Inhibition of IK(M) by BK is mediated by Gα11 in Gαq −/− neurons
For these experiments, a single application of a low concentration (1 nm) of BK was made to each neuron tested because slow recovery from inhibition precluded repeated applications to the same neuron and desensitization precluded applications of incremental concentrations (Jones et al., 1995; Cruzblanca et al., 1998). At 1 nm, BK inhibited I K(M) in wild-type mouse SCG neurons by 25 ± 4% (n = 8). This was not significantly different from that in rat SCG neurons (29 ± 7%; n = 8; data not shown). Unlike mAChR-induced inhibition, the effect of BK on mouse neurons was not reduced by PTX (Fig. 5). This accords with previous observations on rat neurons (Jones et al., 1995). No inhibition of I Ca by 1 nm BK could be detected.
No significant reduction of BK-induced inhibition ofI K(M) was observed in Gαq −/− neurons. However, injection of an antibody against Gαq/11 substantially (p < 0.05 vs anti-Goantibody) reduced I K(M) inhibition in wild-type mouse neurons (as in rat neurons; Jones et al., 1995) and abolished inhibition in neurons from Gαq −/− mice (p < 0.01) (Fig. 5 B).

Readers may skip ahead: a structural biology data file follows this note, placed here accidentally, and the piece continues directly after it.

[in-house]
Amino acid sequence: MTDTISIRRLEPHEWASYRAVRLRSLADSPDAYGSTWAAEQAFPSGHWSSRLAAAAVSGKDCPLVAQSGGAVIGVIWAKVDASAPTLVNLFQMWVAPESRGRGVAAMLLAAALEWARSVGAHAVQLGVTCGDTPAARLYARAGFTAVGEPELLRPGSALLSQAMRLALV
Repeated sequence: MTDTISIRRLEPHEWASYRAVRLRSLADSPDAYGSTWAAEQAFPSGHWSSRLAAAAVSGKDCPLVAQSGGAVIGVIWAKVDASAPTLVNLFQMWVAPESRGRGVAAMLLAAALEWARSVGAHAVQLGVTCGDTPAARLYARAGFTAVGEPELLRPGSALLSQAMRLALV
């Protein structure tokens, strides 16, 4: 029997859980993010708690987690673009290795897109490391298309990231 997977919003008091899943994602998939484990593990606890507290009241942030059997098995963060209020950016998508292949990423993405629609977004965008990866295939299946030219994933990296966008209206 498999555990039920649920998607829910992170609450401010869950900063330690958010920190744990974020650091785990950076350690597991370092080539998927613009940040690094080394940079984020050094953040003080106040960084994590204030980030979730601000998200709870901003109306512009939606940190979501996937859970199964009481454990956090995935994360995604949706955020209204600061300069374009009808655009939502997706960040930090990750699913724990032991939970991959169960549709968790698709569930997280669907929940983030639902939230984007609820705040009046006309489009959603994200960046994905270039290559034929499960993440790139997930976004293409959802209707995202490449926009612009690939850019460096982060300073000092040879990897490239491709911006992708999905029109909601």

Using mice lacking Gαq, we have demonstrated that M1 mAChR inhibition ofI Ca requires Gαq because regulation was essentially lost in Gαq −/− neurons (Fig. 2). This was not a result of secondary effects on transduction mechanisms arising from an absence of Gαq during development because inhibition could be fully restored by acute overexpression of Gαq in Gαq −/− neurons (Fig. 2); thus, the remaining components of the inhibitory pathway were still present and functional in these mutant cells. In contrast, neither the inhibition produced by NA nor the PTX-sensitive (M2) component of mAChR inhibition (Shapiro et al., 1999) were reduced after deletion of the Gαq genes. Hence, these results in mouse neurons are in complete accord with previous conclusions from observations on rat SCG neurons using G-protein antibody injections and antisense depletion (Caulfield et al., 1994; Delmas et al., 1998a) that Gαq is the primary G-protein involved in M1 mAChR-induced inhibition ofI Ca but is not involved in the inhibition produced by activating M2/4 mAChRs or α2 adrenergic receptors. It is especially worth noting (particularly in connection with our observations onI K(M); see below) that Gα11 appears not to be able to substitute for Gαq in Gαq −/− mice, although it is able to interact with M1 mAChRs (Offermanns et al., 1994; Gudermann et al., 1996) and although expression of a constitutively active form of Gα11 can inhibitI Ca just like Gαq (unpublished observations; Delmas et al., 1998a).